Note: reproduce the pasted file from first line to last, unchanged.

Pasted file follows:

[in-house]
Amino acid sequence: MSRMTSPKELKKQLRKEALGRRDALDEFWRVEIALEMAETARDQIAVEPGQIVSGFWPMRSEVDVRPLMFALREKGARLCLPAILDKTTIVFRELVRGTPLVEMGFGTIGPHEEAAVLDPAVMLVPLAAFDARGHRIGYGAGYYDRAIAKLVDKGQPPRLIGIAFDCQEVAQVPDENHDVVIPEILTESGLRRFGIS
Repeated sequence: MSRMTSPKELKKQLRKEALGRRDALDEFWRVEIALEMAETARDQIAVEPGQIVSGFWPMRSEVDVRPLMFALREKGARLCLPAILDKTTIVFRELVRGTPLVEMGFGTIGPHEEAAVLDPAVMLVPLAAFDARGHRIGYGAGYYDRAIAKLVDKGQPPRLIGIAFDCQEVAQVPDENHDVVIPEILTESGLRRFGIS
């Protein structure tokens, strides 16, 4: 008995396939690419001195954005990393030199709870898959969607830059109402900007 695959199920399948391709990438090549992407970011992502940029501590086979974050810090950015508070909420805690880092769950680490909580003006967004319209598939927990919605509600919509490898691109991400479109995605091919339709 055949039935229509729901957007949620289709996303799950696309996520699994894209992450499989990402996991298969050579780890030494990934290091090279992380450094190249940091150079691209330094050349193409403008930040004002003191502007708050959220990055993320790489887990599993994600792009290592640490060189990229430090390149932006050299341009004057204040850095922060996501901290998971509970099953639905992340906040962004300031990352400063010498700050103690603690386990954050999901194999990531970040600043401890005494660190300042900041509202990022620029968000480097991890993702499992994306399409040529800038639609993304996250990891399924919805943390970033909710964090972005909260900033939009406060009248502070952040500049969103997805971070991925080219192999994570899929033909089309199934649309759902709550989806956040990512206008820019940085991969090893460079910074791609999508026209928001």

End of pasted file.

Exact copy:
[in-house]
Amino acid sequence: MSRMTSPKELKKQLRKEALGRRDALDEFWRVEIALEMAETARDQIAVEPGQIVSGFWPMRSEVDVRPLMFALREKGARLCLPAILDKTTIVFRELVRGTPLVEMGFGTIGPHEEAAVLDPAVMLVPLAAFDARGHRIGYGAGYYDRAIAKLVDKGQPPRLIGIAFDCQEVAQVPDENHDVVIPEILTESGLRRFGIS
Repeated sequence: MSRMTSPKELKKQLRKEALGRRDALDEFWRVEIALEMAETARDQIAVEPGQIVSGFWPMRSEVDVRPLMFALREKGARLCLPAILDKTTIVFRELVRGTPLVEMGFGTIGPHEEAAVLDPAVMLVPLAAFDARGHRIGYGAGYYDRAIAKLVDKGQPPRLIGIAFDCQEVAQVPDENHDVVIPEILTESGLRRFGIS
């Protein structure tokens, strides 16, 4: 008995396939690419001195954005990393030199709870898959969607830059109402900007 695959199920399948391709990438090549992407970011992502940029501590086979974050810090950015508070909420805690880092769950680490909580003006967004319209598939927990919605509600919509490898691109991400479109995605091919339709 055949039935229509729901957007949620289709996303799950696309996520699994894209992450499989990402996991298969050579780890030494990934290091090279992380450094190249940091150079691209330094050349193409403008930040004002003191502007708050959220990055993320790489887990599993994600792009290592640490060189990229430090390149932006050299341009004057204040850095922060996501901290998971509970099953639905992340906040962004300031990352400063010498700050103690603690386990954050999901194999990531970040600043401890005494660190300042900041509202990022620029968000480097991890993702499992994306399409040529800038639609993304996250990891399924919805943390970033909710964090972005909260900033939009406060009248502070952040500049969103997805971070991925080219192999994570899929033909089309199934649309759902709550989806956040990512206008820019940085991969090893460079910074791609999508026209928001």